Charles Barkley's Stats, Net Worth and Salary History Compared to Michael Jordan

Modern audiences may simply view Charles Barkley as one of the most outspoken NBA analysts on TV, but episode 6 of The Last Dance, ESPN's 10-part documentary chronicling Michael Jordan's final season with the Chicago Bulls, offered a timely reminder of how just great a player Barkley was.

The second of the two episodes aired on Sunday night delved into the relationship between Jordan and Barkley, illustrating how an intense rivalry was underlined by mutual respect. The duo were both part of the Dream Team that romped to glory at the 1992 Olympics in Barcelona, Spain, winning each of the eight games it played by an average of 43.8 points en route to the gold medal.

Barkley led the team in scoring with 18 points per game while shooting a scarcely believable 71.1 percent from the field, but Jordan had long established himself as the dominant presence in the most talented team ever assembled—each of the 12 players on the roster was inducted into the Basketball Hall of Fame.

The Last Dance showed footage of a scrimmage among U.S. players held in Monte Carlo before the Olympics between a team led by Barkley and Magic Johnson against a team led by Jordan.

While the game was little more than a practice session, Jordan could not contemplate the idea of losing and dragged his team to victory. His effort sent a clear message to his teammates and Barkley admitted Jordan's ferocious will to win simultaneously made him both a benchmark and an adversary.

"It was difficult because if you lose to him, No. 1, you're never going to hear the end of it," he explained.

"Listen, there's no other person, as great as he was, in my life that I wanted to beat more in basketball because when you lose to him you gotta hear about it every day for the rest of your life."

"I think that's what made him the GOAT [greatest of all time]. He takes everything personally."

A five-time All-NBA First Team selection, Barkley can probably consider himself unlucky he entered the league at the same time as Jordan and never won a title, despite averaging 22.1 points and 11.7 rebounds per game over 16 seasons.

While he was one of the brightest stars in the NBA for over a decade, Barkley's earnings remained modest compared to Jordan's.

According to Basketball Reference, the latter's combined salary earnings during his NBA career totaled $93.3 million, compared to Barkley's $43.6 million.

Jordan became a commercial icon during his NBA career when Nike launched the Jordan brand and Forbes estimates his value at $2.1 billion, making him the fourth richest African American.

Barkley's value, meanwhile, is estimated to be approximately $40 million.

Jordan and Barkley both entered the league in 1984, with the Bulls picking the former with the third overall pick and the Philadelphia 76ers selecting the latter with the No. 5 pick.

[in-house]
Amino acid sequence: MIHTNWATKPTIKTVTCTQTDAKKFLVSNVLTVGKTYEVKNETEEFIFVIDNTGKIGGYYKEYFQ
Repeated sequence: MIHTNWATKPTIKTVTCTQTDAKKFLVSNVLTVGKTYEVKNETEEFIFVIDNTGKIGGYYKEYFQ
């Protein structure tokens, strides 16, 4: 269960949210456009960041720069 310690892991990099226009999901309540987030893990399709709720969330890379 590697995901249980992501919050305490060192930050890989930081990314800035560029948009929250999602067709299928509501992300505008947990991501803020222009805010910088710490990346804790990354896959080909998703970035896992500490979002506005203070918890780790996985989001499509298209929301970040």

The duo, however, joined completely different environments. The Bulls hadn't reached the playoffs in the three seasons before Jordan's arrival and he almost immediately took control of the team.

Barkley, meanwhile, joined a Sixers team that had won the NBA title in 1983 and was packed with high-profile veterans such as Moses Malone and Julius Erving.

Jordan was named Rookie of the Year in 1985 and was an All-Star in his first season in the NBA, while Barkley was named on the All-Rookie Team but had to wait until 1987 for his All-Star debut—Jordan was a 14-time All-Star during his career, while Barkley made the team 11 times.

Jordan led the league in scoring on 10 separate occasions, while Barkley was the NBA's best rebounder in 1987.

Charles Barkley, Michael Jordan
Phoenix Suns forward Charles Barkley (34) laughs at a foul call with Chicago Bulls guard Michael Jordan in the first half of a game between the Suns and the Bulls on 28 January 1996 at the United Center in Chicago. The Bulls won 93-82. Jordan scored 31 points, and Barkley scored 20 with 16 rebounds. Brian Bahr/AFP/Getty

The similarities between the two did not end there, with both Jordan and Barkley repeatedly frustrated in their efforts to reach the NBA Finals. The Bulls lost in the first round in each of Jordan's first three seasons, before losing to the Detroit Pistons in the Eastern Conference semifinals in 1988 and in the Eastern Conference finals in the two following seasons.

The Sixers, meanwhile, lost the conference finals in Barkley's first season, before bowing out in the conference semifinals in 1986 and then losing in the first round in two of the following three seasons.

In 1990 and 1991 Barkley and Jordan crossed paths in the Eastern Conference semifinals, with the former leading the Bulls to win the series in five games on both occasions.

Two years later, the two again met in the postseason as the Phoenix Suns, who had acquired Barkley in 1992, faced the Bulls in the NBA Finals.

Barkley arrived into the Finals as the regular season MVP after leading the Suns to a league-best 62-20 record and averaged a staggering 27.3 points, 13.0 rebounds and 5.5 assists in the Finals.

However, it was to no avail as the Bulls prevailed in six games, with Jordan winning a third consecutive NBA title and a third straight NBA Finals MVP crown.

In The Last Dance, Barkley admitted Game 2 of the Finals was the first time he realized the extent of Jordan's prowess.

After losing Game 1 at home, the Suns threw everything they had at the Bulls in Game 2, with Barkley finishing with 42 points, 13 rebounds and four assists. Unfortunately for him, Jordan replied with 42 points, 12 rebounds and nine assists.

"Game 2 I played as well as I could play, and Michael just outplayed me," he explained.

"That was probably the first time in my life that I felt like there was a better basketball player in the world than me, to be honest with you."